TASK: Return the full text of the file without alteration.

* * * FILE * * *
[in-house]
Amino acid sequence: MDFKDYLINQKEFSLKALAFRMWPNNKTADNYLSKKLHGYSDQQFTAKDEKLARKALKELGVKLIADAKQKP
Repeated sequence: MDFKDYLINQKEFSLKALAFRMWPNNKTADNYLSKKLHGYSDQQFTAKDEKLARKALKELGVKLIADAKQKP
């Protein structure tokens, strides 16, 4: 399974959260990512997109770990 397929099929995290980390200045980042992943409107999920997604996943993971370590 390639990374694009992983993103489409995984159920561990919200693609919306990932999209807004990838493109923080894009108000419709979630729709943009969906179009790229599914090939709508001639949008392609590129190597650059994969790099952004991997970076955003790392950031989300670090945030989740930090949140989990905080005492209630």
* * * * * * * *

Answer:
[in-house]
Amino acid sequence: MDFKDYLINQKEFSLKALAFRMWPNNKTADNYLSKKLHGYSDQQFTAKDEKLARKALKELGVKLIADAKQKP
Repeated sequence: MDFKDYLINQKEFSLKALAFRMWPNNKTADNYLSKKLHGYSDQQFTAKDEKLARKALKELGVKLIADAKQKP
């Protein structure tokens, strides 16, 4: 399974959260990512997109770990 397929099929995290980390200045980042992943409107999920997604996943993971370590 390639990374694009992983993103489409995984159920561990919200693609919306990932999209807004990838493109923080894009108000419709979630729709943009969906179009790229599914090939709508001639949008392609590129190597650059994969790099952004991997970076955003790392950031989300670090945030989740930090949140989990905080005492209630």